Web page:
and of course its easy for you to not begrudge someone else the chance at something when they aren’t competing with your job, they aren’t suppressing your wages. i mean really..how big of you! i’d have more faith in the whole idea if immigration impacts were evenly spread, whats good for low wages should be just as good for the high earners.

    I’m an engineer. You don’t think I have LOTS of competition for my job from Indians and Chinese and Russians, etc? And unlike roofers and dishwashers and apple-pickers, my job can disappear overseas at the click of a mouse! And the engineers in those countries are just as skilled and hard-working as I am and they have just as much a right to those jobs as I do. But do you hear me whining? No. This is the 21st century. Deal with it. I deal with with it and I’m doing OK.

  33. actually to a degree you are protected by the limited supply of h1b visas. if we opened it up many engineers might not be doing so well. it isn’t quite as simple as clicking a mouse to send jobs overseas or frankly your job would have disappeared by now. and many other occupations actually have protections, like teachers with their powerful unions. frankly there are probably a great number of overseas teachers that could fill their jobs for cheaper considering all they have to do these days is teach to the test.

    as for the supposed shortages of workers, sure there are not enough workers..at the price you want to pay. its probably hard to understand from an office bubble where no one you know really gets exploited as chattle. the foreign workers you are around are obviously not the ones that will be burdens to society, and being higher on the social scale you get all the benefits of suppressing labor wages while really suffering none of the side effects yourself.

  34. actually to a degree you are protected by the limited supply of h1b visas. if we opened it up many engineers might not be doing so well.

    Wrong again. When high tech companies can’t get enough skilled workers locally for some project they want to do, they just move the whole project offshore. I strongly support having MORE h1b visas and I’m pretty sure I speak for most of my colleagues on this.

    As I said above, you sound like a student who just doesn’t have much real-world understanding of these issues.

    as for the supposed shortages of workers, sure there are not enough workers..at the price you want to pay.

    You have presented no evidence for this thesis. You seem to have a theory that there are all these people just laying around subsisting on welfare or something and if you raise wages high enough they’ll suddenly come crawling out of the woodwork. Where’s your data to support this?

    Anyway I already mentioned NAIRU. (please crack an economics textbook!) What happens when you “raise wages” is that someone has to PAY those wages. Restaurant workers wages go up; agricultural workers wages go up, so the cost of eating has to go up. Everybody has to eat so they all pay more for the privelege – this is called INFLATION (the “I” in NAIRU). If an agricultural worker’s wages go up, so the cost of food goes up, then effectively YOUR wages and MY wages and everybody else’s wages (who has to buy food) have gone DOWN. The ONLY way you can increase wages without it being a zero-(or less!) sum game is to increase productivity.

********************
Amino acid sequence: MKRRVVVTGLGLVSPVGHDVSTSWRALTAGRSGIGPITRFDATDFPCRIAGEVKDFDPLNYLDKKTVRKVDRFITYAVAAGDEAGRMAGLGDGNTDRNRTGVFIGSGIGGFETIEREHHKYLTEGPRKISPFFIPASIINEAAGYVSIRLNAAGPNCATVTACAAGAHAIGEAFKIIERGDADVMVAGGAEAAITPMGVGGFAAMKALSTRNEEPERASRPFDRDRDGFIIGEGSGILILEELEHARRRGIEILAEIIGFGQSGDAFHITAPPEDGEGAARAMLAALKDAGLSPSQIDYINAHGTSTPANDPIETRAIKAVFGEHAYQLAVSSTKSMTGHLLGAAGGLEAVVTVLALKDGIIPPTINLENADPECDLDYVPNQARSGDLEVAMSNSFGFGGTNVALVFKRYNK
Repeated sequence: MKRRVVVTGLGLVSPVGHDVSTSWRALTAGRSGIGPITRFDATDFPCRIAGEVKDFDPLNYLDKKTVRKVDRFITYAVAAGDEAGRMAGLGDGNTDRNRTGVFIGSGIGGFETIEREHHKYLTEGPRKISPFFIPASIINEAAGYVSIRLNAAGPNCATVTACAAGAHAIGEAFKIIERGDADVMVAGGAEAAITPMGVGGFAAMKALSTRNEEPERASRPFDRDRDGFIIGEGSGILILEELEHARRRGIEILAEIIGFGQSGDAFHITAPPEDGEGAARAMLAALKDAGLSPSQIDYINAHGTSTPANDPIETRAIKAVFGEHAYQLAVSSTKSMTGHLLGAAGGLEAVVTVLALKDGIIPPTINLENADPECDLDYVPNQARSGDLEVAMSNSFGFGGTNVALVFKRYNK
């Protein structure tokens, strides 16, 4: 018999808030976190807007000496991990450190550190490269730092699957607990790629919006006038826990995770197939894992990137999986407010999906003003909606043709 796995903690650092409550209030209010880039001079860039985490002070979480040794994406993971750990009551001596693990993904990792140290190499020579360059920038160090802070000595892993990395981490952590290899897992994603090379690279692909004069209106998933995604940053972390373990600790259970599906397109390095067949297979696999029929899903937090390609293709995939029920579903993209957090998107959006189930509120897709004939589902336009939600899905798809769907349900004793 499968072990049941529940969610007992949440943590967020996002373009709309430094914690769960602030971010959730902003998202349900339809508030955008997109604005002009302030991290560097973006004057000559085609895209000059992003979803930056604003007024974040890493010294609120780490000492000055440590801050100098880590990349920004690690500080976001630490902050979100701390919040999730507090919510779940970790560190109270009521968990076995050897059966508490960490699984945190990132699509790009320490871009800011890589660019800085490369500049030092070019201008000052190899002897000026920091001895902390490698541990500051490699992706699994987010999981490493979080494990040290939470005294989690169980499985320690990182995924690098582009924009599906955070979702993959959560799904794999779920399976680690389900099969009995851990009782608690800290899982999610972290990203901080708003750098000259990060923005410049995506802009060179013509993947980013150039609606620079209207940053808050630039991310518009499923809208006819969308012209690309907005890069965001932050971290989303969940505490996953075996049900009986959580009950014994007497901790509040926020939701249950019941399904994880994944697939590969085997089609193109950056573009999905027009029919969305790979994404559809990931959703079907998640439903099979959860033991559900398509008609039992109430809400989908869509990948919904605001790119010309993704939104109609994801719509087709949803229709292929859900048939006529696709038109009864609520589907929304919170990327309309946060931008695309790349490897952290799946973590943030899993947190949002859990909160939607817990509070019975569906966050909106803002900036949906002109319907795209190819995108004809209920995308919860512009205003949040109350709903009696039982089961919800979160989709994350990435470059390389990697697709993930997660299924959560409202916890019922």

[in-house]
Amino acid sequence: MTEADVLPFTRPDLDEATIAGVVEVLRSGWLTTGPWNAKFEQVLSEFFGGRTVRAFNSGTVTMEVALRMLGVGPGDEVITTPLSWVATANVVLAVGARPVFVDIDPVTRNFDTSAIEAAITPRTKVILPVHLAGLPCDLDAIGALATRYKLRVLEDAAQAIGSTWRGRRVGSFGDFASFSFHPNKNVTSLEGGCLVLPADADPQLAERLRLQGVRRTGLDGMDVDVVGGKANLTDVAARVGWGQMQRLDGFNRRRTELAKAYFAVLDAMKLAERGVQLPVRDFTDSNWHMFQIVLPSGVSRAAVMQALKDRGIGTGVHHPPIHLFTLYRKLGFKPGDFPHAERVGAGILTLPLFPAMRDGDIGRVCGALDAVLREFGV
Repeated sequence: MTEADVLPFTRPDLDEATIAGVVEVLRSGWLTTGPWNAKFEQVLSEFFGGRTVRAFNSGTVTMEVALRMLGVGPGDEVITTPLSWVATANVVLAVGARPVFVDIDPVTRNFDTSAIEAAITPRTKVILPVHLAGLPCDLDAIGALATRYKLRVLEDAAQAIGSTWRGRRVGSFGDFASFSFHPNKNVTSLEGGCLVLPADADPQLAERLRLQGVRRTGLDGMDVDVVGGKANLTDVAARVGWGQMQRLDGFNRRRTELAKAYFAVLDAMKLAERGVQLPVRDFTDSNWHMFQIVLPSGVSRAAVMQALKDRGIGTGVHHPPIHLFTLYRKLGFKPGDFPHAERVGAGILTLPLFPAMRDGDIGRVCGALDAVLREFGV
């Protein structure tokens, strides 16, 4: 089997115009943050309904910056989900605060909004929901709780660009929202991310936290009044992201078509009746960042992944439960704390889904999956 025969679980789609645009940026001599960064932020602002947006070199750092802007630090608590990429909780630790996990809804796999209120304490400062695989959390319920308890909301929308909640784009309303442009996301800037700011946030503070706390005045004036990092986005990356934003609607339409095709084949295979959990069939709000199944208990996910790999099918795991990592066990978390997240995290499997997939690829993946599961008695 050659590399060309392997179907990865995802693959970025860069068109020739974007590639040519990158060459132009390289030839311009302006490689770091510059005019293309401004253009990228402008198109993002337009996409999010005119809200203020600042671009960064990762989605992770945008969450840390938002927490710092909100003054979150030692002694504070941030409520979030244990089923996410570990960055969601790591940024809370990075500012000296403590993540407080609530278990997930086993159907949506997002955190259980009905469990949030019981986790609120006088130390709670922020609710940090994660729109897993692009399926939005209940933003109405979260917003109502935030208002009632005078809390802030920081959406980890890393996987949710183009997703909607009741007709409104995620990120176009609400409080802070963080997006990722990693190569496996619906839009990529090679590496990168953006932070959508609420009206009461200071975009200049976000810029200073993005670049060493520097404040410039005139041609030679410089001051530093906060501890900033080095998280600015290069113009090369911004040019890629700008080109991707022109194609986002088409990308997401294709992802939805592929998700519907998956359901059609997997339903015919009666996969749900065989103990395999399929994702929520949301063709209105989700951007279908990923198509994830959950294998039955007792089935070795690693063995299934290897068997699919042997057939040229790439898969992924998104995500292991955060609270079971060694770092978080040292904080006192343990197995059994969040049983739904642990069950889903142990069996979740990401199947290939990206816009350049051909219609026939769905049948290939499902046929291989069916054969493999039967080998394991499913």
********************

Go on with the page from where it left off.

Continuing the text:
This is Economics 101. Next semester at least audit the class!! That’s why artificially inducing a labor shortage is inflationary.

    Anyway, what’s really going to happen is that the work won’t get done because contrary to your fantasies, we don’t HAVE 12 million workers laying around doing nothing, to replace the illegals. So businesses will close, economic activity will shrink and the whole economy will suffer.

  35. Here’s another economocs lesson:

    Darwhin thinks if send all the Mexicans away then all we have to do replace them is raise wages and they’ll come streaming out of the woodwork where they’ve been lying around watching TV and collecting welfare just waiting for that great lettuce-picking job to fall into their laps.

    OK, so let’s say we raise agricultural wages from $7/hr to $12/hr. Dwarwhin thinks it’ll be just like before except a head of lettuce will go from $1.25 to $1.31 in the supermarket. (anyone who doesn’t think the math adds up doesn’t understand the cost of food).

    But the reality is that there ISN’T anyone waiting around to take those jobs. So instead of a shortage of labor, the real problem will be a shortage of LETTUCE (because it will all be rotting in the fields). So the price of a head of lettuce will actually go from $1.25 to maybe 2 or 3 dollars.

    And that sort of thing will be happening straight across the economy. Bottom line: We NEED the Mexicans so we better figure out a way to deal with it.

  36. How many do we need?Do you think when the time comes for us to say we have enough, that Mexicans and people from other countries will say, OK ,give me a call when you need more. Totally unrealistic.

    Looking at Calif, the state with the largest population of illegals we are seeing big trouble. The cost to the taxpayer is estimated at 10 billion a year most of this comes from having to pay for schooling of children, medical costs ,and the incarceration of illegals who are commiting crimes.

    The avg citizen has seen his tax bill go up by 1500 dollars to take care of the costs.

    You paint a rosey picture. I’m just not sure how long it will take for the rose to wilt.

  37. How many do we need?Do you think when the time comes for us to say we have enough, that Mexicans and people from other countries will say, OK ,give me a call when you need more. Totally unrealistic.